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Recent 11 Oct 2019

How to Improve Your Quality Score

Improve Your Quality Score. Spend Less. Optimize Your Efforts.

by Adam Fichman, President

If your business has long relied on AdWords to bring in extra leads each quarter, you may have experienced frustration with campaigns that do not perform as well as you believe they should.

Try as you might, your cost per click continues to go up, forcing you to decide between forking over more money to Google or sacrificing important traffic to your website. 

This can be especially frustrating if you notice that no matter how high you set your bid, your competition’s ad shows above yours in the search results. 

To the experienced Google Ads and PPC managers at Lifted Logic, a digital agency in Kansas City, these situations may be an indicator that your Quality Score is falling.

Keep reading to learn more about AdWords Quality Scores and the steps you can take to improve them. 

First thing’s first: what is a Quality Score?

There are several types of Quality Scores that go into determining how good (or poor) Google believes your advertising efforts to be (more on each type below). Quality Scores are values of 1 to 10, with 1 being the worst and 10 being outstanding. 

If your Quality Score drops low enough, costs will increase substantially and eventually, your ads will no longer be eligible to run and your account could be disabled altogether.

There is a simple formula that affects where your ad is placed in the Google Search Network:

Ad Rank = CPC bid x Quality Score

Google remains very tight-lipped on Quality Scores and exactly what goes into them, and will only actually show you your keyword-level Quality Score. Lucky for you, we’ve had some hands-on experience in helping our clients improve Quality Scores.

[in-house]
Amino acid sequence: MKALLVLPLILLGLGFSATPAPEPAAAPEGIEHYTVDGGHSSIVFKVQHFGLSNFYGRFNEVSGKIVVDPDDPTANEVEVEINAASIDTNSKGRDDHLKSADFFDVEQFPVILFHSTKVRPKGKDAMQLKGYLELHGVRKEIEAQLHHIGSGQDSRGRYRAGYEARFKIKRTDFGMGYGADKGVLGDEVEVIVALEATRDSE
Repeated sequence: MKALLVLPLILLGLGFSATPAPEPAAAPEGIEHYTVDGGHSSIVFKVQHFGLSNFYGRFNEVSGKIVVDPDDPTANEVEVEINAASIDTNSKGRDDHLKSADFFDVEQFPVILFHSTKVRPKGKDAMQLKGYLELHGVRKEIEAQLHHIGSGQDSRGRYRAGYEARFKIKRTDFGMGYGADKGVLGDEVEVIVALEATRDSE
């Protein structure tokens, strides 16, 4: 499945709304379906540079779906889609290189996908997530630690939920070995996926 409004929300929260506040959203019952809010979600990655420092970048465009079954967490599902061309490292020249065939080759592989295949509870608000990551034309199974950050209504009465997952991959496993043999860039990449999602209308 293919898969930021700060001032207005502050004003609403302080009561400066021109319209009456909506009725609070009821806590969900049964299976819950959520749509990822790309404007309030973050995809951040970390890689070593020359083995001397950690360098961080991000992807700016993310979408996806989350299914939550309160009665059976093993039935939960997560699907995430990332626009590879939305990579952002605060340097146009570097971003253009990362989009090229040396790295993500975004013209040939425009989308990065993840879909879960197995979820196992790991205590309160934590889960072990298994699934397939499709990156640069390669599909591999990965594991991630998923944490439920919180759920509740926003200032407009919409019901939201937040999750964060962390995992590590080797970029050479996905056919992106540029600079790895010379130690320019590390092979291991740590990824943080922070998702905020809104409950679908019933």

Here’s some more information about each type of Quality Score:

Account-Level Quality Score

This Quality Score is an accumulation of all keywords and ads from all the campaigns you’ve ever run. 

This means that if you used to have a large number of low-quality keywords and ads with a low click-through rate (CTR), you may be fighting an uphill battle when it comes to creating new campaigns or introducing new keywords, as they will begin with a lower Quality Score.

However, despite your gut reaction, starting a new account will not solve your Quality Score woes, as there are likely many factors contributing to your low score. As with most good things in life, it’s going to take some work on your end to improve your Account-Level Quality Score.

Ad Group Quality Score

If you want to figure out which area of a campaign you should start working on improving first, we suggest checking the overall average Quality Score of all the keywords in each of your ad groups. 

Note: You can do this by adding the “Quality Score” column in the keyword view inside the ad group. Just add up the numbers in each column and divide by the number of keywords in the group to get your average Quality Score for the ad group!

If your average Ad Group Quality Score is a 7 or above, you know you are doing well and may want to shift your priority toward the ad groups that have an average quality score of 4 or less. 

Keyword-Level Quality Score

This is the only concrete type of Quality Score that Google will provide to you within AdWords. This score is determined by the performance of search queries that match the keywords you chose to bid on in any given ad group.

In order to achieve a high keyword Quality Score, you need to focus on pairing each keyword with an extremely relevant, well-coded landing page on your website, as Google will look at the landing page content to determine relevance. Additionally, your keyword should be very closely related to your ad copy.

It is in your best interest to do in-depth keyword research and planning to determine what users are searching to find your ad, so that you can achieve the highest possible quality score.

Ad-Level Quality Score

This Quality Score type indicates the overall quality and relevance of your ad to Google searchers.